I place a piece of waxed paper, about twice as long as it is wide, on my table, with one end just over the edge of the table. This I anchor with my hip. Sprinkle flour on the waxed paper, and pat out one pastry ball to a few inches in diameter. Flip it over, add a dusting of flour top and bottom, then roll out with a rolling pin until it is reasonably round and the edges overlap the sides of the waxed paper by just a bit. Add a sprinkle of flour if the dough sticks to the rolling pin. Set your pie plate upside down on the pastry. Slide your hand under the waxed paper and flip the whole combination onto your other hand. Peel off the waxed paper, which may be used for multiple crusts.

Fill and bake according to the specific recipe.


You might be intimidated when you see this makes seven “balls.” Don’t be. Each one makes a top or bottom crust. So if you’re doing pumpkin or lemon or chocolate pudding pies, you will get seven of them. Or you can make 3 with a top crust, such as apple, rhubarb, or cherry, and one “open” pie.

The younger generation lined up for dessert.

Best of all, there’s no law that says you need to make all the pies at once. Once you have the balls made, you can stick several in a Ziploc in your freezer for next time you crave pie. In the fall, I often use up several making apple turnovers: cutting circles of about 4 inches from the dough, adding dollops of homemade apple pie filling, folding them over, crimping the edges, poking a few holes with a fork, and baking them. These freeze well and Jim loves to find them in his lunchbox.

My sisters and I held a family reunion for over 50 people in June, 2012. With my mom no longer with us, I got elected to make the pies for dessert two evenings. The first day, I had help from my daughter and two-year-old granddaughter, Mary. What fun to have little hands helping pat out crusts and measuring ingredients for rhubarb filling! The second day, my 12-year-old great-niece joined me in the kitchen, to her parents’ delight. They’re looking for more pies at their house over the coming years!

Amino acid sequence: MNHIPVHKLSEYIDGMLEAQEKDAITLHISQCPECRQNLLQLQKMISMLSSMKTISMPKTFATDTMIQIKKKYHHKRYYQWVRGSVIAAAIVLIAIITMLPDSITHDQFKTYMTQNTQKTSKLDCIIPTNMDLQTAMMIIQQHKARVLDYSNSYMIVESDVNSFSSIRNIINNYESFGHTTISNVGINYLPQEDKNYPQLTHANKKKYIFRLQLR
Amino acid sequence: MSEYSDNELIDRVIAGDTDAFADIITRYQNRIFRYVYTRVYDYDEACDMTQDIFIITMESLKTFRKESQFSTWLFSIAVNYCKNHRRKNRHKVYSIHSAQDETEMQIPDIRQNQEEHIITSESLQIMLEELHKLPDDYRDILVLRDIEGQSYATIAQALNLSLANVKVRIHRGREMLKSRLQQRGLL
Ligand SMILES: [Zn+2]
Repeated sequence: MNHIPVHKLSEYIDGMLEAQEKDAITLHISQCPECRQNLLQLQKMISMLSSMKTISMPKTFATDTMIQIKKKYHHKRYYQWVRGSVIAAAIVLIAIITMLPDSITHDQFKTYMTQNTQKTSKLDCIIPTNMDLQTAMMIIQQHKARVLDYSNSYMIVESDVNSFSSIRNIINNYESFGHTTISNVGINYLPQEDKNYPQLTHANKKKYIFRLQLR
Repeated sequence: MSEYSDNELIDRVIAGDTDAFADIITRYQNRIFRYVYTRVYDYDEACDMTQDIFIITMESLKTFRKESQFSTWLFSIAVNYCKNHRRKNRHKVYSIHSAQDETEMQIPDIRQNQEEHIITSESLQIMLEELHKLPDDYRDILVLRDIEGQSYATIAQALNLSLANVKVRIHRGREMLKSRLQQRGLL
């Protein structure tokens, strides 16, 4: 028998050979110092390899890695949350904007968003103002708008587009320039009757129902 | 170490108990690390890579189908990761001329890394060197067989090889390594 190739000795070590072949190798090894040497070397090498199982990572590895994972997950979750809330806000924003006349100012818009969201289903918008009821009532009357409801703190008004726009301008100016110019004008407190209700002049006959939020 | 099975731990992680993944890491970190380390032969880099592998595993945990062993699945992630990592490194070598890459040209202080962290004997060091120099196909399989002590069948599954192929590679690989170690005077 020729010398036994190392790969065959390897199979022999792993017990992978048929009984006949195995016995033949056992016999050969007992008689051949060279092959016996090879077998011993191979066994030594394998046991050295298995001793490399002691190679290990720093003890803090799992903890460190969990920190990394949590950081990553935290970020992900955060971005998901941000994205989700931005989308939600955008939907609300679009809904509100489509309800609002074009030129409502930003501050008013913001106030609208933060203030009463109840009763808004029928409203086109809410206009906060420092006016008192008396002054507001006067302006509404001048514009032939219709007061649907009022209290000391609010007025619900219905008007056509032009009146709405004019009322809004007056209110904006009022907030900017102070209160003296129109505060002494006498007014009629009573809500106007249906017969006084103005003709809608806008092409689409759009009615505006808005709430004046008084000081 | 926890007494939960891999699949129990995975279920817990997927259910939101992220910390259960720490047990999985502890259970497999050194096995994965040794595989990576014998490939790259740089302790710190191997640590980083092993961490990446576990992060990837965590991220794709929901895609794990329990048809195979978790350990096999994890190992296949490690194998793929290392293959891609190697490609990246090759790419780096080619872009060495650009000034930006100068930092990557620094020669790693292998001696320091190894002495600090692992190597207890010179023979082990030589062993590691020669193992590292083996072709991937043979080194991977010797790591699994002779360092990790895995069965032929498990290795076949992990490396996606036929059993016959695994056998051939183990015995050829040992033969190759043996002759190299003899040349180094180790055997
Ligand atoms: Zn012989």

Passing on skills like these tie generations together. I hope I’ve convinced a few people–perhaps including you!–that making a good crust doesn’t need to be intimidating.

Mary opening up the Ziploc full of balls of crust.

I smile looking at these photos, remembering times when I was a child swathed in a large apron, standing on a chair and “helping” with cooking or baking at my mother’s or grandmother’s side. I’m thankful Mary will have such fond memories, too.

Maybe one day she’ll teach her children and grandchildren that pie really is easy to make!

[tooltip text=”TOOLTIP TEXT”]‘s life on a small farm in Western Canada provides the seeds for stories of contemporary inspirational romance. Like her ancestors before her, Valerie and her husband of over 30 years grow much of their own food, preserving vast amounts of it by canning, freezing, and dehydrating, and passionately teach this lifestyle to the next generation on the family farm. Supplying healthy food–local food, organic food, seasonal food–so that her delightful young granddaughters can grow strong bodies and minds is worth every effort. Valerie’s fiction debuted with a novella in Rainbow’s End anthology from Barbour, May 2012.[/tooltip]